Bloomington and Normal Railway cars are lined up on the east side of the McLean County courthouse square (now Museum Square) in downtown Bloomington in this circa 1905 postcard view.

“Let the slogan of the day be, ‘Ride for Charity,’” announced the Jul. 6, 1911 Pantagraph. “Leave the automobile un-cranked and keep the horse in the barn, for the streetcar needs you.”

 

What the streetcars needed on this summer day more than a century ago were lots of riders, preferably those of generous spirit with plenty of extra change jingling in pocketbook or purse. Why’s that? Well, off and on, beginning in the 1890s and continuing for about two decades, the Bloomington-Normal streetcar system played host to an annual Trolley Day fundraiser. Organized by philanthropically minded upper-middle and upper-class society women, these charity events involved devoting a day’s worth of streetcar fares to the local benevolent association, which provided needed assistance to the most destitute of the city’s residents.

 

“Everybody who rides will contribute to the fund to be dispersed in aiding the worthy poor during the long, cold winter,” reported The Pantagraph on the Sep. 26, 1899 Trolley Day. “This being the fact, all should ride, and ride early and often.”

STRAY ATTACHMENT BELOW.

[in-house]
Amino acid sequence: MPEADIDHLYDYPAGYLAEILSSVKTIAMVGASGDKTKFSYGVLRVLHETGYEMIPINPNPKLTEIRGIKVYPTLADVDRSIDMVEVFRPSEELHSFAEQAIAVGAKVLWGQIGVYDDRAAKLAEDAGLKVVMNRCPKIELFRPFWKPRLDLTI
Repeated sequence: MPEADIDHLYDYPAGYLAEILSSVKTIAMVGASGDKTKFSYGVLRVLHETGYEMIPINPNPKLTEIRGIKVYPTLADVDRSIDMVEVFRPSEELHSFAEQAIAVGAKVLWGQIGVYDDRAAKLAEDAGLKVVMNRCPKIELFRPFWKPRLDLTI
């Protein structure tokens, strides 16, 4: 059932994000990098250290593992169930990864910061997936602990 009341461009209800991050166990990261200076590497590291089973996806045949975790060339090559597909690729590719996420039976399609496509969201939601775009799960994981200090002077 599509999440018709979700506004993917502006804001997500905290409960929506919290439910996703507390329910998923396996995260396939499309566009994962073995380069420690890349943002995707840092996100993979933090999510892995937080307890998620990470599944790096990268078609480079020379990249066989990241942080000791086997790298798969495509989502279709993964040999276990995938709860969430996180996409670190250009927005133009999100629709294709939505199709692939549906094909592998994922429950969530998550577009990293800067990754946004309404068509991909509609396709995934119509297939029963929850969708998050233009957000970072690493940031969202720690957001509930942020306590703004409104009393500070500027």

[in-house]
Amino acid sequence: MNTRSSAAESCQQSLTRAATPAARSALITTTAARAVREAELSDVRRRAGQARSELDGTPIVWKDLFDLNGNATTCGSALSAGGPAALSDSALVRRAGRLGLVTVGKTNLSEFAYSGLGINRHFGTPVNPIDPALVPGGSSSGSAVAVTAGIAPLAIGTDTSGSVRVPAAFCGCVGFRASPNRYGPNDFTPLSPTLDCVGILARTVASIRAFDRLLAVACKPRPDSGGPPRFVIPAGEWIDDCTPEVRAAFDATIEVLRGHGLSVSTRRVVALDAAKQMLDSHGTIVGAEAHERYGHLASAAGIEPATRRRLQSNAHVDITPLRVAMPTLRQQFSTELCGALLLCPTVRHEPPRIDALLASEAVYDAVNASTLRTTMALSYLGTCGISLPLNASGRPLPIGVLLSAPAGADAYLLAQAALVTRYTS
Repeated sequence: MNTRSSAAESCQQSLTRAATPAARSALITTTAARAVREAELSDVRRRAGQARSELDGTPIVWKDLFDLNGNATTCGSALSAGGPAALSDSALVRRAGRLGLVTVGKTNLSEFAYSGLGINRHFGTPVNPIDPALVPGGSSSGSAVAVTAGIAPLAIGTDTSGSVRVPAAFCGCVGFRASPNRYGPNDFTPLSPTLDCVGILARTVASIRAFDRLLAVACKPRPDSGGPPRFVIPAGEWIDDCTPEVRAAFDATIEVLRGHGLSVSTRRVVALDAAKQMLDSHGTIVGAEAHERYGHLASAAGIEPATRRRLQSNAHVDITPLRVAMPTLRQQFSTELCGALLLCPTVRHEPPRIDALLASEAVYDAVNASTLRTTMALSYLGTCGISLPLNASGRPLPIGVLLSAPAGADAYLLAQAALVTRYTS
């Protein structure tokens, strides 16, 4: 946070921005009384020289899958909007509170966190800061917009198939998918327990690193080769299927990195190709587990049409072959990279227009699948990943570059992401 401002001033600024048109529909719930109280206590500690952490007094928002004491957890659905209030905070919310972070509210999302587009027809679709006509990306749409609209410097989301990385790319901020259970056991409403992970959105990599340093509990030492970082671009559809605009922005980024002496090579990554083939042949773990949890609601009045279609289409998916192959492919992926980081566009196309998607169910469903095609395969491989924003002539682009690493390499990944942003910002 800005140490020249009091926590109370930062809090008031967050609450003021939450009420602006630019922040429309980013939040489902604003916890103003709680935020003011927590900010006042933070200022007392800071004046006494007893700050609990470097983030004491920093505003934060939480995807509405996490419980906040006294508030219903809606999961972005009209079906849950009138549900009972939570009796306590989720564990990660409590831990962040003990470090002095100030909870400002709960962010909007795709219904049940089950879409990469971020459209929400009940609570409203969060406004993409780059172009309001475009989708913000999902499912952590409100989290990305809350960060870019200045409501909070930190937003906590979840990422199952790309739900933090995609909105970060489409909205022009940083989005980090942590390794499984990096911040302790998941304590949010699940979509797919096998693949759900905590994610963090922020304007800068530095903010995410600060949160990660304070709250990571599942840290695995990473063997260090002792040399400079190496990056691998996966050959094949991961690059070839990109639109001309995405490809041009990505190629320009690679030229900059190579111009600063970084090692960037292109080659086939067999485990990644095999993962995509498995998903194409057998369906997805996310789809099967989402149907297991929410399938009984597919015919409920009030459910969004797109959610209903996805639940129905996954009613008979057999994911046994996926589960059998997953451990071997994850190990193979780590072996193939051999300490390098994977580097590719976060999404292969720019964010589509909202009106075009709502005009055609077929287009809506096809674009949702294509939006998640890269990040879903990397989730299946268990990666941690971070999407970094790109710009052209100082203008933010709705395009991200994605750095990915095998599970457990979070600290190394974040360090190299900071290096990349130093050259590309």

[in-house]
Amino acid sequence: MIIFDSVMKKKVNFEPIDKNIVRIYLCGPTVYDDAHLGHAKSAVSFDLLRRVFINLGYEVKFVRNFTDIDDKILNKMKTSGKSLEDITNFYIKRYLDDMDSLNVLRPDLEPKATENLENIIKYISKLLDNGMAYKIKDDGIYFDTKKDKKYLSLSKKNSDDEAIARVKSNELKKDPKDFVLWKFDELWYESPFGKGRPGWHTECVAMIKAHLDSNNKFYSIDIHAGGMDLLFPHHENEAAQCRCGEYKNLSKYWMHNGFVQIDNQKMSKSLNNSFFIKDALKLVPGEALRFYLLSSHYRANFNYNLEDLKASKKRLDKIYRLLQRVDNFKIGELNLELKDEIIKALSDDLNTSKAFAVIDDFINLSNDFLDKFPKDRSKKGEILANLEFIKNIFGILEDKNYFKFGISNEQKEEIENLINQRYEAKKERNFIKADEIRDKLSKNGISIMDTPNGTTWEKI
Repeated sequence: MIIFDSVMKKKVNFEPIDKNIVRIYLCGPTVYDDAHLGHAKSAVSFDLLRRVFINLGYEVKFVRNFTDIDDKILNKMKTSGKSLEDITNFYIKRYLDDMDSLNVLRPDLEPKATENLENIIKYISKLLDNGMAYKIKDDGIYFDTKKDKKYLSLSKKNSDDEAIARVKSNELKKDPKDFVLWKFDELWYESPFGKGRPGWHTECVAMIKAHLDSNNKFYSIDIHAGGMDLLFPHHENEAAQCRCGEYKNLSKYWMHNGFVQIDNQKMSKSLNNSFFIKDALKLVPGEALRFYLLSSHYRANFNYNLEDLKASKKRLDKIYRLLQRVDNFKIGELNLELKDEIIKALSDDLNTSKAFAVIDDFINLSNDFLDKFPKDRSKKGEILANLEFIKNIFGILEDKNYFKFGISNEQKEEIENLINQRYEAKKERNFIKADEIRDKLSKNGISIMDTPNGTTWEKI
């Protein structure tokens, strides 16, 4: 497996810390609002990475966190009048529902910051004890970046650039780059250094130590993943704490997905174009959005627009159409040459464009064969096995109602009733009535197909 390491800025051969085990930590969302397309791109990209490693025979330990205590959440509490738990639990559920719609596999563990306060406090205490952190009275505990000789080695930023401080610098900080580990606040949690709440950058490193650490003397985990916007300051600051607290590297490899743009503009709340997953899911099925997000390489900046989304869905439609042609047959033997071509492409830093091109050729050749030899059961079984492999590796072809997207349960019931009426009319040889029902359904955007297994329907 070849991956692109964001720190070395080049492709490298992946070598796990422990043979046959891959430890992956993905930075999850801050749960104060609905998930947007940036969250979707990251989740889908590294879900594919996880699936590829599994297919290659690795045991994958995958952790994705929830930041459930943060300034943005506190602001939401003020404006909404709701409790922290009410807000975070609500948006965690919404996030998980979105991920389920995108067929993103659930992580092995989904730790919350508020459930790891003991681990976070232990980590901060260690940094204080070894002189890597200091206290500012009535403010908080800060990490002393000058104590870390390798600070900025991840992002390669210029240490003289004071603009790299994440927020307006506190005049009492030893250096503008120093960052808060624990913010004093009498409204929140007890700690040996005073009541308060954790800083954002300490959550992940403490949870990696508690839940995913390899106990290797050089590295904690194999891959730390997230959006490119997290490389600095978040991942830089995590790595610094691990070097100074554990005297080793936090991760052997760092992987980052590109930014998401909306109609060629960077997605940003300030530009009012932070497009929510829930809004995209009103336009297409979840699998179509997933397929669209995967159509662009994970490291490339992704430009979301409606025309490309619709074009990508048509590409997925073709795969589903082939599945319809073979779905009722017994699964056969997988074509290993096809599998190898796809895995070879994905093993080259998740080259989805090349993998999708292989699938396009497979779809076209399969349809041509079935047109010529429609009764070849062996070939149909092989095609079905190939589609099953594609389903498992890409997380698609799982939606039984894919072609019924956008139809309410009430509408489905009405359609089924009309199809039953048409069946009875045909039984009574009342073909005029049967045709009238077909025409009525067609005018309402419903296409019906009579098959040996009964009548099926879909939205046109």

To boost ridership on Trolley Day, the streetcar conductors were replaced with young society women ranging in age from the late teens to the early twenties. These ladies then collected fares and used their wily charms to wheedle additional change from passengers. “It will be a novelty to ride on the cars which are in charge of young and pretty girls,” noted The Pantagraph in the typical patronizing, patriarchal language of the day. “Four to each car every hour in the day, with a chaperone to see that they do not get into mischief!”

 

Local streetcars date to 1867 and the establishment of the Bloomington and Normal Horse Railway. Electric-powered trolleys arrived in 1890, and by mid-1920s, the local system included 8 lines and 22 cars connecting not only downtown Bloomington with Uptown Normal, but neighborhoods radiating out from these two commercial centers.